This first session of this class starts on Saturday, August 4, at 3pm in LA. You don’t need any special attire or shoes, just bring yourself and come as you are. For the complete schedule, and how to sign up just email me here or go to my website: https://briseydazarateflamenco.wordpress.com/classes-workshops/

Gracias!

Yours in Flamenco,

Briseyda

Let’s stop struggling and lets start dancing!

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Let’s stop struggling and let’s start dancing shall we??  Let’s use the natural resources available to us in Flamenco, by that I mean lets do what feels good in our bodies and what is already “built into” Flamenco to help us navigate our solo, lead a cuadro or just simply dance. ¡Si Señora! Let’s own what we already know in our bodies and in our hearts to be true and let’s deem it, and ourselves good enough now — not tomorrow or some day, but now. And if we only know a little let’s make a dance from it, and if you know a lot you don’t have to put it all in one dance. And if your exhausted and your body hurts that day, let’s change it so that it doesn’t. Dance the dance don’t let it dance you! And if what you know is dormant let’s awaken it, and if it’s scared to come out let’s reassure it and help it to feel safe. Let’s learn how to be brave and resourceful and milk it for all it’s worth. Life is short….so please let’s do this now.

How can you you let go and enjoy yourself a little more when you dance? 

 

 

Flamenca Born from Farm Workers.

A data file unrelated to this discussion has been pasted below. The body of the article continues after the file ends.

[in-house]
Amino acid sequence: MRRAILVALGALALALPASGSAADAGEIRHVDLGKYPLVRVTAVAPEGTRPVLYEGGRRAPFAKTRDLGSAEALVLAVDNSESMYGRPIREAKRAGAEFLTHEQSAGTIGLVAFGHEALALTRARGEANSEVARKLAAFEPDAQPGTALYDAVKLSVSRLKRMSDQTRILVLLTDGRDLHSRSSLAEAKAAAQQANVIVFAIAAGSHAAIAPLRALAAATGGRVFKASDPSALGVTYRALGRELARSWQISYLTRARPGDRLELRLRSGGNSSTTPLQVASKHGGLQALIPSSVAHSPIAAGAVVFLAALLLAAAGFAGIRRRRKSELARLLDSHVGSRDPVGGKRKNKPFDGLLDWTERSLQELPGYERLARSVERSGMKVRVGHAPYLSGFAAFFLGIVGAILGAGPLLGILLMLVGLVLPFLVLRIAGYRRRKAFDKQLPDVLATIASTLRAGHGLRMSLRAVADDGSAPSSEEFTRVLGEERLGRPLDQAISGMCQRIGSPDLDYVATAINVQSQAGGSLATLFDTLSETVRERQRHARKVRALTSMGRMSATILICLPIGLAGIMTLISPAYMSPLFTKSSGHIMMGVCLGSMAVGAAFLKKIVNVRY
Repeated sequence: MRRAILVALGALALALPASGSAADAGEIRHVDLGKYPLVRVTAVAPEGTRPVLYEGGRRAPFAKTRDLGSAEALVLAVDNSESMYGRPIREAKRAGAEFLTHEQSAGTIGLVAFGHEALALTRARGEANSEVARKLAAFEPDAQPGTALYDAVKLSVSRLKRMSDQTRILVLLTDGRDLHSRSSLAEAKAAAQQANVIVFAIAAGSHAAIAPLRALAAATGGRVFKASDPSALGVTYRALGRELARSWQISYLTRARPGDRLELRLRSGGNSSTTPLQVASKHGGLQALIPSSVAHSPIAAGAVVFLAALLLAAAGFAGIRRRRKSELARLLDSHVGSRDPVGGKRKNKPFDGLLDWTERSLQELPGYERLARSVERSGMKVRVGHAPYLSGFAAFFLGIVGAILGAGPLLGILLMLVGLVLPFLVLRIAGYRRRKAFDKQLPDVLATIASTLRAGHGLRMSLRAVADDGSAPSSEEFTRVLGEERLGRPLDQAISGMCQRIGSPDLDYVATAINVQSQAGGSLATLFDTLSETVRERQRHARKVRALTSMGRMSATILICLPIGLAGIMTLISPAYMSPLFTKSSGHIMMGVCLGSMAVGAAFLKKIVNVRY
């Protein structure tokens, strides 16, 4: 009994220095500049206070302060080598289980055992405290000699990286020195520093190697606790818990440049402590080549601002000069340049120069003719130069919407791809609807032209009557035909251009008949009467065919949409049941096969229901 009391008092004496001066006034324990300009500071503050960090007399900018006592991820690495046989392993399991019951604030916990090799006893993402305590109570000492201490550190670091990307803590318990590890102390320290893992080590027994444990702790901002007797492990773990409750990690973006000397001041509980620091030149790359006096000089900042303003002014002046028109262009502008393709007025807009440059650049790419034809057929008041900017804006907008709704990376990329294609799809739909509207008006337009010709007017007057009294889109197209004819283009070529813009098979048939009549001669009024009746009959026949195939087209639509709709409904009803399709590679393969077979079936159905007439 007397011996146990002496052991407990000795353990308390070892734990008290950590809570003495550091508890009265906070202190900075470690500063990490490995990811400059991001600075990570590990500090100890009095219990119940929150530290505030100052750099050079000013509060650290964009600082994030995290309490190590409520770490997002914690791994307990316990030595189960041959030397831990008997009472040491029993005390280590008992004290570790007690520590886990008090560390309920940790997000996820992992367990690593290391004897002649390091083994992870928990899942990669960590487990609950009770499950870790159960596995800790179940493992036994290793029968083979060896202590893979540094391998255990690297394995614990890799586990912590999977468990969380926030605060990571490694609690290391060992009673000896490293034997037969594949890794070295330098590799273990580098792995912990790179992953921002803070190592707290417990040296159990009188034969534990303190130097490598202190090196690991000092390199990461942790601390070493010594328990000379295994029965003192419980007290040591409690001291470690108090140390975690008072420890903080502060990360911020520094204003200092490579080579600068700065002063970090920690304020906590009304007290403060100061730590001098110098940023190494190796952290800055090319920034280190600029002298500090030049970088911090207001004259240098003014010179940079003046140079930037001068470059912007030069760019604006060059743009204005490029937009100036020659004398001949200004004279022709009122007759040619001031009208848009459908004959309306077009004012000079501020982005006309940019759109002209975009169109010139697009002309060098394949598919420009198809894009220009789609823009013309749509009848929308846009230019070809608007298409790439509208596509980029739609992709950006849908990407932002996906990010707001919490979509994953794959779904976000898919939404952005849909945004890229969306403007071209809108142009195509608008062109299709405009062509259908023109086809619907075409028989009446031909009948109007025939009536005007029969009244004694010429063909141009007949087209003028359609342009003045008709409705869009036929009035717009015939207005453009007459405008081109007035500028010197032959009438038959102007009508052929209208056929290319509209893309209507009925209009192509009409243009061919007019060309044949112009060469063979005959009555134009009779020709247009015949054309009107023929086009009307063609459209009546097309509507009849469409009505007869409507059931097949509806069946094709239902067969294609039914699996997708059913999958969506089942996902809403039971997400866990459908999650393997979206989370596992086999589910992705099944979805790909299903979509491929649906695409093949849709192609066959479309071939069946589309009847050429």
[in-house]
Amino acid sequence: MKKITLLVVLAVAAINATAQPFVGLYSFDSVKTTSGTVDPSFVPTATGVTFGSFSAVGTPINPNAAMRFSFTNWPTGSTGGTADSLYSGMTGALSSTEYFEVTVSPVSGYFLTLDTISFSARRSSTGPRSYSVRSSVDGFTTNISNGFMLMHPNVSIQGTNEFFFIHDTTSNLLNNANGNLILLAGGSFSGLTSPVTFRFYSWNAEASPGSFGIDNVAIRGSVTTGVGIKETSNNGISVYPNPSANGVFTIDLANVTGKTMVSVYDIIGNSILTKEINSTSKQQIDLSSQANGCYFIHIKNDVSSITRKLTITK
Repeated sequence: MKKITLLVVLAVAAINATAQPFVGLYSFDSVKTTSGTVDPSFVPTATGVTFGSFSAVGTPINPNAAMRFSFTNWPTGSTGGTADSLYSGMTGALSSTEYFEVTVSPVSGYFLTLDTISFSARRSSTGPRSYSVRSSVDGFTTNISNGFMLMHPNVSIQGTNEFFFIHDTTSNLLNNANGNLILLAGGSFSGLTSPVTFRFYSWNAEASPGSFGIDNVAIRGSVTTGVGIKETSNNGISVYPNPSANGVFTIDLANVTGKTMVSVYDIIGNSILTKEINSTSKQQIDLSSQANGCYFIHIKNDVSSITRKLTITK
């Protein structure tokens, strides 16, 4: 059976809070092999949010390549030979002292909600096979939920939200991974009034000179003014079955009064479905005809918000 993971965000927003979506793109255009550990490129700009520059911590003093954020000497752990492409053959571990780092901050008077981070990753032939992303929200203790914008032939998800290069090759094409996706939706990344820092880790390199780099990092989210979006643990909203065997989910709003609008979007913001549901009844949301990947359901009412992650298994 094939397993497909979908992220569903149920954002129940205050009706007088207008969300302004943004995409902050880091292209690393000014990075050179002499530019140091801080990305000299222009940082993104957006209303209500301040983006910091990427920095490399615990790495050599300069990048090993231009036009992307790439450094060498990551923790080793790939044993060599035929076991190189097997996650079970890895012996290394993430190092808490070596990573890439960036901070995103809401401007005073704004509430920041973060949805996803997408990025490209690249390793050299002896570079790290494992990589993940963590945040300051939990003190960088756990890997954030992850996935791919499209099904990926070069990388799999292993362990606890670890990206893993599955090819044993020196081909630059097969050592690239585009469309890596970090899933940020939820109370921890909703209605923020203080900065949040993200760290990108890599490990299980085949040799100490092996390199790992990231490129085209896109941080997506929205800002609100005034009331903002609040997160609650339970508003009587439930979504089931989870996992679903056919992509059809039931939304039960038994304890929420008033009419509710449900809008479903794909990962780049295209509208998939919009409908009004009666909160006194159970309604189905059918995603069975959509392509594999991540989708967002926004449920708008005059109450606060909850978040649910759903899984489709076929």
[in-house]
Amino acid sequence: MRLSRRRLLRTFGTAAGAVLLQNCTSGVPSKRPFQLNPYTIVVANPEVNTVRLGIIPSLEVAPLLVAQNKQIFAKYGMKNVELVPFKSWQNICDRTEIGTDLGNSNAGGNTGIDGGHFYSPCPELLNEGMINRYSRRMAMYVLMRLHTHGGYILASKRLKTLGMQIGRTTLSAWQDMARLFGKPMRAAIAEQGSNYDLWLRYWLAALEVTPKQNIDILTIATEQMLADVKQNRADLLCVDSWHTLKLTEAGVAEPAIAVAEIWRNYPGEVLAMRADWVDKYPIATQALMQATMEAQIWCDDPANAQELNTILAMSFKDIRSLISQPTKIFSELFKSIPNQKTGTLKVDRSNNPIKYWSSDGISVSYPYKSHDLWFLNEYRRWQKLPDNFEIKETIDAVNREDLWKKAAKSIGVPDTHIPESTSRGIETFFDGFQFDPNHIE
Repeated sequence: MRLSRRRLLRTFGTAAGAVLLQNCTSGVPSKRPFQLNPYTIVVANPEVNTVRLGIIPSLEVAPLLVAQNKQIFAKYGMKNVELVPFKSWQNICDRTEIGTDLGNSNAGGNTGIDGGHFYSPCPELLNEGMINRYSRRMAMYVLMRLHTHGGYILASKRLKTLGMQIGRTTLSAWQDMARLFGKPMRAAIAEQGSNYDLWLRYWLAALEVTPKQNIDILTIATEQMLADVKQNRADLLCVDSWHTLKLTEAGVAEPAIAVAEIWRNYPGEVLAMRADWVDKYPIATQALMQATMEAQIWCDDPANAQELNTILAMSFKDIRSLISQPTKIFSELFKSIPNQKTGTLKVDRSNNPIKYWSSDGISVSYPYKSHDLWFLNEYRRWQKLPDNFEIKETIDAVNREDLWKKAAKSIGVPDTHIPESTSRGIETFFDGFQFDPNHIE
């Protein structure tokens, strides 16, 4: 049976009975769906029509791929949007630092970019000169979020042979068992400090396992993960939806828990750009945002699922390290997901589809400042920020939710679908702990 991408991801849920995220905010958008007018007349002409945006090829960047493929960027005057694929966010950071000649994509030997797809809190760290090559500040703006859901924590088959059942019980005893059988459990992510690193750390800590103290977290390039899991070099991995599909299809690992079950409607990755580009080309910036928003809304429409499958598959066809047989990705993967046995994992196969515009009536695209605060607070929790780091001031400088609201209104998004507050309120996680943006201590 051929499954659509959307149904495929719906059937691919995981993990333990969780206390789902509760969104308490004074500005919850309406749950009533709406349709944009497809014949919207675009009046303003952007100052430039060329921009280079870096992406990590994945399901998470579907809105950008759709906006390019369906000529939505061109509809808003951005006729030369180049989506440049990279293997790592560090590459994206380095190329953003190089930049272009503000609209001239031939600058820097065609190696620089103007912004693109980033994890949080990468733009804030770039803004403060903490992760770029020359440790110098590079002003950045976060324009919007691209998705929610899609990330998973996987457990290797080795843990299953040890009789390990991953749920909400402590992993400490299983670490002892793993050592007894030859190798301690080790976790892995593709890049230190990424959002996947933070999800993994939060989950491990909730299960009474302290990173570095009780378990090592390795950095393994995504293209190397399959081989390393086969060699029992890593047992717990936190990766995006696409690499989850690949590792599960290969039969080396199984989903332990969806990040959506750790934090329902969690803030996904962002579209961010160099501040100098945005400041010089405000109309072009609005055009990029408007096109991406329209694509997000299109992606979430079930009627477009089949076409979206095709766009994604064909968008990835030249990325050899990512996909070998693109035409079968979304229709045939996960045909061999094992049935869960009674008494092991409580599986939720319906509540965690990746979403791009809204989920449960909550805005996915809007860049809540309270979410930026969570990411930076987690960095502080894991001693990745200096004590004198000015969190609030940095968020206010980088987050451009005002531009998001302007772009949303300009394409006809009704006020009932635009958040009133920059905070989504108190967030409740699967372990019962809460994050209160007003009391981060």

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I come from a family of risk takers, of Mexican immigrant people brimming with dreams and courage. I grew up in Delano, Ca, in a farm working family and community where hard work, persistence, and the burning desire to succeed and overcome adversity where of the up most importance. My parents’ wish for their children when they immigrated to the United States was that we would be free to choose and to live out our dreams. I chose Flamenco.

My art is a testimony of my experiences told through the rhythmic and emotional heartbeat of Flamenco. It is a coming home of all my parts: Chicana, Woman, Artist, Flamenca, Queer, first generation American and daughter of farm working immigrants. My artistic expression is motivated by the need to tell a story that integrates my different realities and is about the personal process of mending emotional scars. It is fueled by a desire for wholeness, and a need to sensitize audiences to my way of feeling. I use Flamenco as a vehicle for hope and healing, and I coin this intentional use of it as “Flamen-Cura”, originally spelled as one word, flamencura, which means full of the flamenco spirit. I have hyphenated it to highlight the word “Cura” which means to cure, and I have identified myself as a “Flamen-Curandera”, taking the traditional Mexican/Latino word for medicine woman and fusing it with Flamenco, hence a woman that uses Flamenco as her medicine. As a survivor of sexual, physical abuse/trauma and chronic illness, Flamenco has helped me to feel safe in my body as a woman and it is how I embrace and celebrate my femininity and humanity.